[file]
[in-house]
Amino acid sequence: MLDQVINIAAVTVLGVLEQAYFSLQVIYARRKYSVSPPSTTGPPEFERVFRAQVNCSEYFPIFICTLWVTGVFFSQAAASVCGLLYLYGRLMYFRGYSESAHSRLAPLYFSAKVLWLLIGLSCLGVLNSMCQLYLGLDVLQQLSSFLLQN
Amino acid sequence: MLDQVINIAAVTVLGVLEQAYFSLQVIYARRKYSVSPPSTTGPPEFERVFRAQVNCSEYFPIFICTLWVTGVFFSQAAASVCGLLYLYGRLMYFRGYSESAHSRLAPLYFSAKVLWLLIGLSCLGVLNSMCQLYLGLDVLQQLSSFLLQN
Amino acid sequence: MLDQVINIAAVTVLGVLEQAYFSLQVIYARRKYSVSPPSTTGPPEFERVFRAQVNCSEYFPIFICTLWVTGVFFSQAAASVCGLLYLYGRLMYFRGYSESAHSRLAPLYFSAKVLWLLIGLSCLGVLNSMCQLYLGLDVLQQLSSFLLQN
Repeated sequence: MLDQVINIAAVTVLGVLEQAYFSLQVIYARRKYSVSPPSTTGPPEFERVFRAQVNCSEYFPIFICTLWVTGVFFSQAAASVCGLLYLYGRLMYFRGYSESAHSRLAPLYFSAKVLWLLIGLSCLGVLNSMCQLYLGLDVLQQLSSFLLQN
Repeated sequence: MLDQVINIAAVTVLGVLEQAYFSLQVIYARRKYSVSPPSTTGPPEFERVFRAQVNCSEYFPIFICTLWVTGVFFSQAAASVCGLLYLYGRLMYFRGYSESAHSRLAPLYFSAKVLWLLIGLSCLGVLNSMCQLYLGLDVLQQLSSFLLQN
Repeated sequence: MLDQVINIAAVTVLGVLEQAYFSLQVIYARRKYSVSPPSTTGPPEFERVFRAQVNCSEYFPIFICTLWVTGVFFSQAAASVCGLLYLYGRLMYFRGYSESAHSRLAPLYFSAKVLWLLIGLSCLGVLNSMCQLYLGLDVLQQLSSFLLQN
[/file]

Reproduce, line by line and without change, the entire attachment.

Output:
[in-house]
Amino acid sequence: MLDQVINIAAVTVLGVLEQAYFSLQVIYARRKYSVSPPSTTGPPEFERVFRAQVNCSEYFPIFICTLWVTGVFFSQAAASVCGLLYLYGRLMYFRGYSESAHSRLAPLYFSAKVLWLLIGLSCLGVLNSMCQLYLGLDVLQQLSSFLLQN
Amino acid sequence: MLDQVINIAAVTVLGVLEQAYFSLQVIYARRKYSVSPPSTTGPPEFERVFRAQVNCSEYFPIFICTLWVTGVFFSQAAASVCGLLYLYGRLMYFRGYSESAHSRLAPLYFSAKVLWLLIGLSCLGVLNSMCQLYLGLDVLQQLSSFLLQN
Amino acid sequence: MLDQVINIAAVTVLGVLEQAYFSLQVIYARRKYSVSPPSTTGPPEFERVFRAQVNCSEYFPIFICTLWVTGVFFSQAAASVCGLLYLYGRLMYFRGYSESAHSRLAPLYFSAKVLWLLIGLSCLGVLNSMCQLYLGLDVLQQLSSFLLQN
Repeated sequence: MLDQVINIAAVTVLGVLEQAYFSLQVIYARRKYSVSPPSTTGPPEFERVFRAQVNCSEYFPIFICTLWVTGVFFSQAAASVCGLLYLYGRLMYFRGYSESAHSRLAPLYFSAKVLWLLIGLSCLGVLNSMCQLYLGLDVLQQLSSFLLQN
Repeated sequence: MLDQVINIAAVTVLGVLEQAYFSLQVIYARRKYSVSPPSTTGPPEFERVFRAQVNCSEYFPIFICTLWVTGVFFSQAAASVCGLLYLYGRLMYFRGYSESAHSRLAPLYFSAKVLWLLIGLSCLGVLNSMCQLYLGLDVLQQLSSFLLQN
Repeated sequence: MLDQVINIAAVTVLGVLEQAYFSLQVIYARRKYSVSPPSTTGPPEFERVFRAQVNCSEYFPIFICTLWVTGVFFSQAAASVCGLLYLYGRLMYFRGYSESAHSRLAPLYFSAKVLWLLIGLSCLGVLNSMCQLYLGLDVLQQLSSFLLQN